Nunavut capital commits more than $1 million to city shelters
“It's a start... I’m happy with the way things are progressing”
The City of Iqaluit followed through on promises to bolster support for the community’s shelters April 11, allocating more than a million dollars in funding spread out over the next five years.
Iqaluit’s men’s shelter will get access to $150,000 each year for the next five years through the city’s Community Wellness Plan, following an approved recommendation from the city’s Niksiit committee during a regular city council meeting, April 11.
Iqaluit’s Qimaavik women’s shelter—which serves mostly women fleeing abusive relationships—will also get more than $57,700 per year for the next five years under a similar arrangement.
Coun. Joanasie Akumalik banged his desk in support for the funding, as Coun. Terry Dobbin—filling in for absent Niksiit chair, Simon Nattaq—read out the recommendations.
“It’s a start,” Akumalik told Nunatsiaq News following the council meeting, where he told council, “I’m happy with the way things are progressing.”
Akumalik has criticized the city for what he considers inaction following a visit by councillors to the men’s shelter earlier this year and new commitments promised to help the facility.
The men and women’s shelters will take up about 54 per cent of the Community Wellness Plan’s funding for 2017 which will distribute more than $384,000 to local projects this year.
The shelter said it will use the money to offer additional support for its guests such as life skill programs, mental health support and registration for social housing and government identification, according to proposals made in its Niksiit submissions.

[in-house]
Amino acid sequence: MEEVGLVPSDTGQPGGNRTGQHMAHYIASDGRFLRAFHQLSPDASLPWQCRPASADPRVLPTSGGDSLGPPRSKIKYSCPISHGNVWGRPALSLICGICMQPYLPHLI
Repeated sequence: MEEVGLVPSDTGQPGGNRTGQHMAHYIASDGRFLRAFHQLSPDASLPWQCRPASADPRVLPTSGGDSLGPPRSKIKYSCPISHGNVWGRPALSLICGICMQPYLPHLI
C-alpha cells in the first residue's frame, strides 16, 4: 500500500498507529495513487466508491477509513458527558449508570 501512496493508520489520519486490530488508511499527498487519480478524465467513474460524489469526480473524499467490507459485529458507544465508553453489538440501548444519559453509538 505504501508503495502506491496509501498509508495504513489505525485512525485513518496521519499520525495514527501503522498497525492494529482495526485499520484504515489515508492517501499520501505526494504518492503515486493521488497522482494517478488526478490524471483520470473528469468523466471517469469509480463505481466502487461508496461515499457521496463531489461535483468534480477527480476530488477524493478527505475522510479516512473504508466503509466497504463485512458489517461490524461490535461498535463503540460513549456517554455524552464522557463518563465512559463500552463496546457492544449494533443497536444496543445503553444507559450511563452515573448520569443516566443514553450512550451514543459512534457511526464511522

The shelter also said it wants to remain open until 11:30 a.m., allowing the space to be used to host upcoming programs.
Both local shelters will need to submit detailed budgets to the city for how they plan to use the money.
Support for Iqaluit’s men’s shelter has risen since the death of Jake Angurasak, a regular user of the facility who was reported missing early last December.
Before that, another shelter regular and well-known carver, Lucassie Etungat, disappeared without a trace in September.
That was preceded by the disappearance of Ben Palluq, another homeless man, in 2014. Palluq was never found.
The series of tragedies drove Iqalungmiut to attend in record numbers the January annual general meeting of the Uquutaq Society, responsible for the operations of the men’s shelter.
The women’s shelter is in no less dire need of support.
According to details in the Niksiit recommendation, the women’s shelter is depending on funding from the city to make repairs, hire more staff and to keep its doors open.
“The funding would not only help women, but also women and children, when they are in need of a place to go,” the Niksiit recommendation said.
While Akumalik credited council for allocating the additional funding, the councillor pushed for the city to meet with the Government of Nunavut to possibly take possession of the old mental health building—now vacant and near the Qikiqtani General Hospital—for use as a homeless shelter.
“I strongly urge the mayor to deal with that by way of letter or meeting with the minister [of health],” Akumalik said.